Turkey Vegetable Soup

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Last weekend was Canadian Thanksgiving, and as is the norm after cooking a 10lb bird for 3 people (actually I cooked for 4, but my daughter is a vegetarian), there are oodles of leftovers…..leftover.  This soup is hearty and has a good zip to it with the addition of the canned tomatoes with chiles (ie. Rotel).

First order after removing the remaining meat from the bird was to put the carcass in a large stock pot and add about 12 cups water.  Bring to a boil, reduce heat, cover and let simmer for several hours. Remove from heat and let sit overnight.

Next day, remove carcass and strain the broth into a large bowl. Cover and put in the fridge so that any remaining fat solidifies to be skimmed off the next morning.

Now you have great base for your soup!

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Ingredients

10 to 12 cups turkey broth
1/2 yellow onion, diced
1 cup diced celery
1 cup carrots, sliced
1 large golden beet, peeled and cut into 1cm cubes (about 1 1/2 cups)
1 cup mini red potatoes cut into 1cm pieces
500 ml jar of canned tomatoes with chiles *
1 1/2 cups shredded turkey meat (white/dark or both)
1/4 cup fresh parsley, chopped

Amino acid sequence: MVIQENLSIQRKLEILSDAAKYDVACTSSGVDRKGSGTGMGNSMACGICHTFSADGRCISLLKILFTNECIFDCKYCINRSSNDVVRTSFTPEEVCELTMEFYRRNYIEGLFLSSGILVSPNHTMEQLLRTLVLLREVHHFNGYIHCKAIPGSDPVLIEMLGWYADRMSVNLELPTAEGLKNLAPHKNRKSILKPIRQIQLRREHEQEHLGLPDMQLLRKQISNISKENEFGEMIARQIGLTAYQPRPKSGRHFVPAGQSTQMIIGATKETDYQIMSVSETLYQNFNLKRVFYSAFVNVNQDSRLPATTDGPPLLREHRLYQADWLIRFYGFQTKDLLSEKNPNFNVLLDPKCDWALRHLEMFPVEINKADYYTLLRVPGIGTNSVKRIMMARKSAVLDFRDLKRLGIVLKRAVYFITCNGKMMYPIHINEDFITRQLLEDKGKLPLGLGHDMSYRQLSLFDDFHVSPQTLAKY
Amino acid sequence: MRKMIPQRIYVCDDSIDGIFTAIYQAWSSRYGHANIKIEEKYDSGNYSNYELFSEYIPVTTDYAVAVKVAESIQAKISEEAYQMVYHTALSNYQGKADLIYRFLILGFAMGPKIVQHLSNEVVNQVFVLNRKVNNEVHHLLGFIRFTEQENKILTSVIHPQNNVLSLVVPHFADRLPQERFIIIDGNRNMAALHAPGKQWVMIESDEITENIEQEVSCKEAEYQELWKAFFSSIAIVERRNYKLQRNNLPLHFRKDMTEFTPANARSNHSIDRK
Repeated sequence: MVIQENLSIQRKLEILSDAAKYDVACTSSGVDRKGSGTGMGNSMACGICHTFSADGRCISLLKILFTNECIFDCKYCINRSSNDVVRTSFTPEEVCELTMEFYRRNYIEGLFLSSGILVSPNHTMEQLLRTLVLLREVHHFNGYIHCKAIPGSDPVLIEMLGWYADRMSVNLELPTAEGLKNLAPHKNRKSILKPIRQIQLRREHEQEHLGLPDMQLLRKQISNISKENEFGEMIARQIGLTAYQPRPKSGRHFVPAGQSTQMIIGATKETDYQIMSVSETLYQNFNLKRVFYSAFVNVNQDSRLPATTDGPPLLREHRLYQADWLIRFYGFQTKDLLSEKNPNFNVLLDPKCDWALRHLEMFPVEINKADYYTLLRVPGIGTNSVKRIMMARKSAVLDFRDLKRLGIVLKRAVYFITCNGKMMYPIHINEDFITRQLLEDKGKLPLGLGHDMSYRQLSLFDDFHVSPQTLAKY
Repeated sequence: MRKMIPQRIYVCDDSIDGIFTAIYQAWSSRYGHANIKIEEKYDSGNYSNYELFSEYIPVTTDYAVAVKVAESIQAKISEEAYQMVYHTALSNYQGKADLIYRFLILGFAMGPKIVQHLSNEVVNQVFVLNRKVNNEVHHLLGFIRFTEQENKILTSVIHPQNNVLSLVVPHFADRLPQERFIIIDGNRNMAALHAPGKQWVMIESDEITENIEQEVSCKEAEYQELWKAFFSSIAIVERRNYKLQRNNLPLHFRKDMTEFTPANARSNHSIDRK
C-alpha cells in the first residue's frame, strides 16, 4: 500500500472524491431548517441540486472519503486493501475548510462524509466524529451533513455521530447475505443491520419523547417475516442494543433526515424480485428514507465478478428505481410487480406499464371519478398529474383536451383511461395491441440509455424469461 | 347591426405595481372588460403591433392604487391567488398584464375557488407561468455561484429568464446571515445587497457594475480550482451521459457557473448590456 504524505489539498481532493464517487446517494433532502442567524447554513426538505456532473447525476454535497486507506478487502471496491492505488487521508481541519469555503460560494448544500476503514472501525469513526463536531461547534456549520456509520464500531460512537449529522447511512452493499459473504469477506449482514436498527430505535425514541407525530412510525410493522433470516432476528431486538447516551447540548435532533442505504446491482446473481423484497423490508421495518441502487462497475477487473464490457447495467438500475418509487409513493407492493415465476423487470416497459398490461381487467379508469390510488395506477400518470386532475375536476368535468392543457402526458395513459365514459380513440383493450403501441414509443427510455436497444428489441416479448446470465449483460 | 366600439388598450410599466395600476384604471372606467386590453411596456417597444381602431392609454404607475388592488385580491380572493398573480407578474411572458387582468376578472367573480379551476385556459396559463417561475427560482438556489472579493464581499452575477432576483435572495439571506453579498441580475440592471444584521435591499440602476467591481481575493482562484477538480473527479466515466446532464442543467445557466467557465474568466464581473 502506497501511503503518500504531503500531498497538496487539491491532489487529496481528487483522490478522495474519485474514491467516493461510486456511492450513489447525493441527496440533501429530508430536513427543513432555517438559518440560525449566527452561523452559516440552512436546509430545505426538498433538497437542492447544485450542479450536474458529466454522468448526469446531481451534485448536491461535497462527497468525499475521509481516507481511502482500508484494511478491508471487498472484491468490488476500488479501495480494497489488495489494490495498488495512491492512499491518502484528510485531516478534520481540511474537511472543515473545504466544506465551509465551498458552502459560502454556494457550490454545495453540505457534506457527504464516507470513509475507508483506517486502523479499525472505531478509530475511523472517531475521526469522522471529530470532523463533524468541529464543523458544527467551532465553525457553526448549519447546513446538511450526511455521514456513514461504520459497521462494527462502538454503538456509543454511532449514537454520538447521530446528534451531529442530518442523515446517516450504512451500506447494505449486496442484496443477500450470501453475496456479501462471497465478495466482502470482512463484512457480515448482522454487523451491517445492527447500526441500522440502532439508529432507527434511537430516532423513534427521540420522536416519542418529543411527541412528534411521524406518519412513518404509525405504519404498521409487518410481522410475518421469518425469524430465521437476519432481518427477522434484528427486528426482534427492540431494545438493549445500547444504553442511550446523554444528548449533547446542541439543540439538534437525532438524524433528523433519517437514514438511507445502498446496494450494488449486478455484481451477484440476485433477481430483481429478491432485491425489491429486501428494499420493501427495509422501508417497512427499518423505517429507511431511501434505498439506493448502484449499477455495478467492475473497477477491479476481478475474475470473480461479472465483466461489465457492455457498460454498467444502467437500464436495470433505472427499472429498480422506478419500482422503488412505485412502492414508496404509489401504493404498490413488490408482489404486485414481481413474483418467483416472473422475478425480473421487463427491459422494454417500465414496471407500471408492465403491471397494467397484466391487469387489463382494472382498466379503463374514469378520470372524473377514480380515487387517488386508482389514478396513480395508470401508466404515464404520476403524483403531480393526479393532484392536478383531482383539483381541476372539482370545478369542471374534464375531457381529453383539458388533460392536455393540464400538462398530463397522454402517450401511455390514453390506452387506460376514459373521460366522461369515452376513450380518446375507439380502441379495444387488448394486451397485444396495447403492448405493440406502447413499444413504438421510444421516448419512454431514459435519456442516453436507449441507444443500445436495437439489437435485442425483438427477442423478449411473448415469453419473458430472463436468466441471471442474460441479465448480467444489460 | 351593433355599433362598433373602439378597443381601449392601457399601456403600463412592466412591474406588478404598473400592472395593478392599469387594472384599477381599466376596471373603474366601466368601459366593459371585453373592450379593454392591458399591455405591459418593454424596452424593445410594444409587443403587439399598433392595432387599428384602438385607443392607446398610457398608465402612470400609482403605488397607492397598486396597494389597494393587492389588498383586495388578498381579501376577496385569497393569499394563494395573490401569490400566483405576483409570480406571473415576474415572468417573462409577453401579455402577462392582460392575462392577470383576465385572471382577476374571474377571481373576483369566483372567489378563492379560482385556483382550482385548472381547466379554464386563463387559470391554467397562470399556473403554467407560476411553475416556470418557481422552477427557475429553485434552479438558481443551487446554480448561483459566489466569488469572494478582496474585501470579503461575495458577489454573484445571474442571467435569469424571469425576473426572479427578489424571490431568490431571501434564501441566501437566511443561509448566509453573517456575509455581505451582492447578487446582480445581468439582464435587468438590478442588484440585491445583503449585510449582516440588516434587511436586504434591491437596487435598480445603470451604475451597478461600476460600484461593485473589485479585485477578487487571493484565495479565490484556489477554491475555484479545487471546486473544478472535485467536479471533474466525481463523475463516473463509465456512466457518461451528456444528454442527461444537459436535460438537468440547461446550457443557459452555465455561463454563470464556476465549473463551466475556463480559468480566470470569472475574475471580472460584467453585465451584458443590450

2 sprigs of oregano, leaves stripped and chopped
Salt and pepper to taste
Olive oil

Directions

In a large stock pot over medium heat, drizzle 2 tbsp olive oil.  Add onions and celery and cook for 3 to 5 minutes until onions are translucent.   Add carrots, beets and potatoes and cook for another 5 minutes stirring often.  Puree the canned tomatoes with chiles and add to the pot.  Add herbs and turkey broth.  Season with salt and pepper to taste.

Bring to a boil, reduce heat and simmer for 2 to 3 hours.  If you like a thicker consistency to your soups, dissolve 2 heaping tablespoons of cornstarch in one cup of cold water and add to soup 20 minutes before serving.

Serve with a side salad and a crusty harvest grain bread.

Makes 8 servings

Deborah

* Substitute plain canned tomatoes for the tomatoes with chile’s if you don’t like spice.

 

 

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Dyeing with Onion Skins

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I have done this dye job once before, but didn’t document it very well so figured I would have a virtual record of it this go round.

Dyeing fibres with onion skins is amazingly simple.  You don’t need any mordants (Che icals that affix the dye particles to the fibres) and you can use your regular kitchen utensils (but, if you are going to use other plant based dyes or chemical dyes, you must have a separate set of utensils so as not to contaminate and possibly make yourself very ill!) and it’s one of the few plant based dyes that don’t stink up the kitchen.

Next up, save onion skins, the dry outer layers only.  If you eat a lot of onions, it doesn’t take long, but if you don’t,  ask family to save them for your or ask your grocer if he will give you the remnants in the onion bins.  It took me about 9 months to save these two amounts here.
Studio_20171005_152418I separated them by colour, having more of the red, but still a huge amount of both.  In a large pot (2 pots, one for each colour), bring skins to a boil, then simmer for a couple hours.  Turn heat off and let cool overnight.  Next day, strain skins out and you are ready to dye!